This issue’s column looks closely at an essential part of the comprehensive review process: the site visit. The site visit provides the external review panel (ERP, the panel) the opportunity to visit the campus on which the program resides in order to verify evidence and documentation supporting the assertions made in the program’s self-study. In other words, the ERP’s primary duty is to document the extent to which the program is in compliance with the Standards for Accreditation of Master's Programs in Library and Information Studies. The evidence gathered by the panel is then summarized in the ERP report (finalized in the weeks following the site visit), which is one of the sources used by the Committee on Accreditation (COA) when making accreditation decisions. Section II.10 of Accreditation Process, Policies, and Procedures (AP3) provides a brief overview of the site visit and Office for Accreditation (OA) staff cover aspects of it during both panelist and chair training sessions. I’ve had the pleasure of observing two site visits over the years, and while the size, focus, and scope of the programs visited differed significantly, both site visits were remarkably similar.

Because there is so much to cover during the site visit, meticulous planning is crucial. Preparations are primarily made by the program (either the program head or another designated program representative) and the ERP chair who work together to ensure an efficient and seamless process. Planning starts early – often as many as 12 months out - when meetings are scheduled with high-level institution administrators (president, provost, deans), whose schedules tend to fill up far in advance.

Roughly six months before the visit, the remainder of the arrangements are made, including everything from the site visit meeting schedule to local transportation options to restaurant recommendations for the panel. The ERP also needs a private, designated room on campus that provides a convenient meeting space to debrief and review documents only available onsite. This room usually needs access to technology, such as printers, internet access, and sometimes computers (although panelists often bring their own laptops/tablets.) The Office for Accreditation provides a variety of resources to assist ERP chairs when making site visit arrangements, including the site visit worksheet and the site visit schedule template.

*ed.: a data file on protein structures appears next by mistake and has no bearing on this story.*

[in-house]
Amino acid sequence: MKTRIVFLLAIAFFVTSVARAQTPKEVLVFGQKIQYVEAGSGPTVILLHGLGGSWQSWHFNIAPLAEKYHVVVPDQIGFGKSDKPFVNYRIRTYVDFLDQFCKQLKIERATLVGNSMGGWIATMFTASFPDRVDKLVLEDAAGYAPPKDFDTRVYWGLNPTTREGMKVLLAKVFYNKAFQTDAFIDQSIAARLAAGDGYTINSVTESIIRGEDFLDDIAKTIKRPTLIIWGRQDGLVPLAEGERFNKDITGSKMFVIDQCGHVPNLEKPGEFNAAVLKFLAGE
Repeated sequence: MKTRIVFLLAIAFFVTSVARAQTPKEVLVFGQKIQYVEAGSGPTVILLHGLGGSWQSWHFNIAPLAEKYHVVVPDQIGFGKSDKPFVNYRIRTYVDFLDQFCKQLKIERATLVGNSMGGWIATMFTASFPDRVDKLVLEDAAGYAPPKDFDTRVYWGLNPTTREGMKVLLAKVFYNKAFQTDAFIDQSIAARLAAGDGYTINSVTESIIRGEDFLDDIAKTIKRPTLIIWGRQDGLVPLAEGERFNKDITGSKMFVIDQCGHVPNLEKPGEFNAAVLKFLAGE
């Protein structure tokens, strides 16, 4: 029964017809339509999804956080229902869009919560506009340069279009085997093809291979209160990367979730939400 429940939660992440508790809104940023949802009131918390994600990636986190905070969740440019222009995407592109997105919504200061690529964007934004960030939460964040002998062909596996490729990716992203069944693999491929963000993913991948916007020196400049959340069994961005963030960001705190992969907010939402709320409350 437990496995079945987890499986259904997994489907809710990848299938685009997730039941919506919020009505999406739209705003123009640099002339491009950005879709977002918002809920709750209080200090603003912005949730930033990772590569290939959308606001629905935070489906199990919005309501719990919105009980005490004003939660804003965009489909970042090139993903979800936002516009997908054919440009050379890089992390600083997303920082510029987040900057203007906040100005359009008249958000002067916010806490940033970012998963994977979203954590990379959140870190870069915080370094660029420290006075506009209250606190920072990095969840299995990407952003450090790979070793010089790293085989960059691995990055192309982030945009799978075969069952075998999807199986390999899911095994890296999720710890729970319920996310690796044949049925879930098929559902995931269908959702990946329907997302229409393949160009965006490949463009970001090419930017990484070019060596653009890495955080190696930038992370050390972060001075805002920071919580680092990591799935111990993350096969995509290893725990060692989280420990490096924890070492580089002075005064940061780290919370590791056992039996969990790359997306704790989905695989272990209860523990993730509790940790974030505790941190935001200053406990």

While the visit is usually scheduled on a Monday and Tuesday, panelists often land a day or so in advance to begin work and leave the day following the visit. The visit typically commences with a meeting between the ERP and the program head, followed by tours of the facilities, e.g. the building that houses the program, classrooms, campus libraries, computer labs, and nearby satellite facilities. This is often a good time to meet with constituent groups that are not available during regular business hours, such as alumni, employers, and advisory boards.

The ERP reserves the official visit days (Monday and Tuesday) for meetings with administration (president, provost, deans), faculty, groups of students, and pertinent institution and program staff (the university librarian, financial aid staff, assessment officer, diversity and inclusion office staff, disability support services staff, etc.). If the program delivers face-to-face courses, this is the ERP’s opportunity to sit in on one or more of those. With some exceptions (e.g., individual faculty meetings and course visits), most meetings are attended by all panel members, and the discussion is led by the ERP chair. The meetings are collegial, and the questions asked are prepared in advance by the panel, with the aim of verifying the program’s compliance with the Standards. The site visit concludes with the exit briefing, which is described in great detail in section III.6 of AP3.